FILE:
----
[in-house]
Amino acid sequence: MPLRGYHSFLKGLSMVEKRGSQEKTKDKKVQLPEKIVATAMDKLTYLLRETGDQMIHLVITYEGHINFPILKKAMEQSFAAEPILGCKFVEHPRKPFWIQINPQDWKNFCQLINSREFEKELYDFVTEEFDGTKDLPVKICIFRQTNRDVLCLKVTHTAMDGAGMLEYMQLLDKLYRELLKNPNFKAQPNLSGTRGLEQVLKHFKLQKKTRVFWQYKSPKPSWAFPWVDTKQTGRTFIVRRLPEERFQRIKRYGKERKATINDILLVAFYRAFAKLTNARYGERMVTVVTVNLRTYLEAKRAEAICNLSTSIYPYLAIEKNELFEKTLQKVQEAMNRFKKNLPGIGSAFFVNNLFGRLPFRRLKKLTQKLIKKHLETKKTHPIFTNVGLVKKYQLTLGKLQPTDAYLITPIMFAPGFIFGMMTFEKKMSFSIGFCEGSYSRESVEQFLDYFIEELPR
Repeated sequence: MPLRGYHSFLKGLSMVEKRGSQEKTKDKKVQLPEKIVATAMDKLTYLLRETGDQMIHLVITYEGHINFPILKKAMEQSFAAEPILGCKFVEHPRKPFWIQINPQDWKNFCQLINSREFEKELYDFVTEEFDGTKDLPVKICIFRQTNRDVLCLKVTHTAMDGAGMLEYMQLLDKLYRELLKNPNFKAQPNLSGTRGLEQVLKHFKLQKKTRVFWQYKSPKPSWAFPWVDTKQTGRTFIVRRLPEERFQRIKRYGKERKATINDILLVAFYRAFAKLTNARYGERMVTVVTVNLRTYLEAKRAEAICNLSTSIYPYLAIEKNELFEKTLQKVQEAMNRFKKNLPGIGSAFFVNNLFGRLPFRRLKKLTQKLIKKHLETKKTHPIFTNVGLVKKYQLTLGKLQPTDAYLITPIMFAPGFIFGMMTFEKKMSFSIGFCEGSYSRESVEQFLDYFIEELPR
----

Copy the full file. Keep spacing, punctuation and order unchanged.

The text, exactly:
[in-house]
Amino acid sequence: MPLRGYHSFLKGLSMVEKRGSQEKTKDKKVQLPEKIVATAMDKLTYLLRETGDQMIHLVITYEGHINFPILKKAMEQSFAAEPILGCKFVEHPRKPFWIQINPQDWKNFCQLINSREFEKELYDFVTEEFDGTKDLPVKICIFRQTNRDVLCLKVTHTAMDGAGMLEYMQLLDKLYRELLKNPNFKAQPNLSGTRGLEQVLKHFKLQKKTRVFWQYKSPKPSWAFPWVDTKQTGRTFIVRRLPEERFQRIKRYGKERKATINDILLVAFYRAFAKLTNARYGERMVTVVTVNLRTYLEAKRAEAICNLSTSIYPYLAIEKNELFEKTLQKVQEAMNRFKKNLPGIGSAFFVNNLFGRLPFRRLKKLTQKLIKKHLETKKTHPIFTNVGLVKKYQLTLGKLQPTDAYLITPIMFAPGFIFGMMTFEKKMSFSIGFCEGSYSRESVEQFLDYFIEELPR
Repeated sequence: MPLRGYHSFLKGLSMVEKRGSQEKTKDKKVQLPEKIVATAMDKLTYLLRETGDQMIHLVITYEGHINFPILKKAMEQSFAAEPILGCKFVEHPRKPFWIQINPQDWKNFCQLINSREFEKELYDFVTEEFDGTKDLPVKICIFRQTNRDVLCLKVTHTAMDGAGMLEYMQLLDKLYRELLKNPNFKAQPNLSGTRGLEQVLKHFKLQKKTRVFWQYKSPKPSWAFPWVDTKQTGRTFIVRRLPEERFQRIKRYGKERKATINDILLVAFYRAFAKLTNARYGERMVTVVTVNLRTYLEAKRAEAICNLSTSIYPYLAIEKNELFEKTLQKVQEAMNRFKKNLPGIGSAFFVNNLFGRLPFRRLKKLTQKLIKKHLETKKTHPIFTNVGLVKKYQLTLGKLQPTDAYLITPIMFAPGFIFGMMTFEKKMSFSIGFCEGSYSRESVEQFLDYFIEELPR